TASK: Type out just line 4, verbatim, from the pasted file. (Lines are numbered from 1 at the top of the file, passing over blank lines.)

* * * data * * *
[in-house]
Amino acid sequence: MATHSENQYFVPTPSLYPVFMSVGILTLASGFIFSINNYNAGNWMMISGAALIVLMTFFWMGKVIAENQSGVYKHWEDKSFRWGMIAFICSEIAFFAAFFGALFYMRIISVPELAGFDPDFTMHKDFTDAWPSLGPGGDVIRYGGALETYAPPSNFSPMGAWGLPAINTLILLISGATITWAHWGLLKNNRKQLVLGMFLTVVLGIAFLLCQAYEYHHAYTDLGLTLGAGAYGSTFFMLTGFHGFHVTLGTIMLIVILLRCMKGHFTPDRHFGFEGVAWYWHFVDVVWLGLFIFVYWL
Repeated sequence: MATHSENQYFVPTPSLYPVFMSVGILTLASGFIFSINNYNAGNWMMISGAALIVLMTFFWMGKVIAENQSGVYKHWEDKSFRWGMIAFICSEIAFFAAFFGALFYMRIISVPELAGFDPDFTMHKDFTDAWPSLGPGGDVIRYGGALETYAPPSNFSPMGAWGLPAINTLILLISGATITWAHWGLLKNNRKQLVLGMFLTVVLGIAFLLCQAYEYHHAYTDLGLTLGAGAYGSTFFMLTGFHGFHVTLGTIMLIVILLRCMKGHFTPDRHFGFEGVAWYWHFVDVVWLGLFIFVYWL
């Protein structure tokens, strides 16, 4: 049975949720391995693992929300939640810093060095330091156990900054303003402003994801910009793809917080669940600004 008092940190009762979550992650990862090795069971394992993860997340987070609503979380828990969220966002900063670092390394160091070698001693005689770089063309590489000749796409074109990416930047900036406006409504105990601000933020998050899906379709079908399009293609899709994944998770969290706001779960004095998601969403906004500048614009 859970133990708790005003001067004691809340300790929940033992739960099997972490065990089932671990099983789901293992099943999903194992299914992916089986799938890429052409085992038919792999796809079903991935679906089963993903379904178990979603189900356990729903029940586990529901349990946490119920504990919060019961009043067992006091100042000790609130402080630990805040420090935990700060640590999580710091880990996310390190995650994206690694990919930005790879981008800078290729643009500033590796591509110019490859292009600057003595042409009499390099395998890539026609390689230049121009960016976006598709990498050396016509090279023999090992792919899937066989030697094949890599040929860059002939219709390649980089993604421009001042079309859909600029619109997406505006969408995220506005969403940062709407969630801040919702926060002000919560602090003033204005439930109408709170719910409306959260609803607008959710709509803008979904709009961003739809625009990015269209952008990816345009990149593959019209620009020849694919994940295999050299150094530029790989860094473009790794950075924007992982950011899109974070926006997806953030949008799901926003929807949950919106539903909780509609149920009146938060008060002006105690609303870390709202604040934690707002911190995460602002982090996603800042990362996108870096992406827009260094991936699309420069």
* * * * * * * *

């Protein structure tokens, strides 16, 4: 049975949720391995693992929300939640810093060095330091156990900054303003402003994801910009793809917080669940600004 008092940190009762979550992650990862090795069971394992993860997340987070609503979380828990969220966002900063670092390394160091070698001693005689770089063309590489000749796409074109990416930047900036406006409504105990601000933020998050899906379709079908399009293609899709994944998770969290706001779960004095998601969403906004500048614009 859970133990708790005003001067004691809340300790929940033992739960099997972490065990089932671990099983789901293992099943999903194992299914992916089986799938890429052409085992038919792999796809079903991935679906089963993903379904178990979603189900356990729903029940586990529901349990946490119920504990919060019961009043067992006091100042000790609130402080630990805040420090935990700060640590999580710091880990996310390190995650994206690694990919930005790879981008800078290729643009500033590796591509110019490859292009600057003595042409009499390099395998890539026609390689230049121009960016976006598709990498050396016509090279023999090992792919899937066989030697094949890599040929860059002939219709390649980089993604421009001042079309859909600029619109997406505006969408995220506005969403940062709407969630801040919702926060002000919560602090003033204005439930109408709170719910409306959260609803607008959710709509803008979904709009961003739809625009990015269209952008990816345009990149593959019209620009020849694919994940295999050299150094530029790989860094473009790794950075924007992982950011899109974070926006997806953030949008799901926003929807949950919106539903909780509609149920009146938060008060002006105690609303870390709202604040934690707002911190995460602002982090996603800042990362996108870096992406827009260094991936699309420069």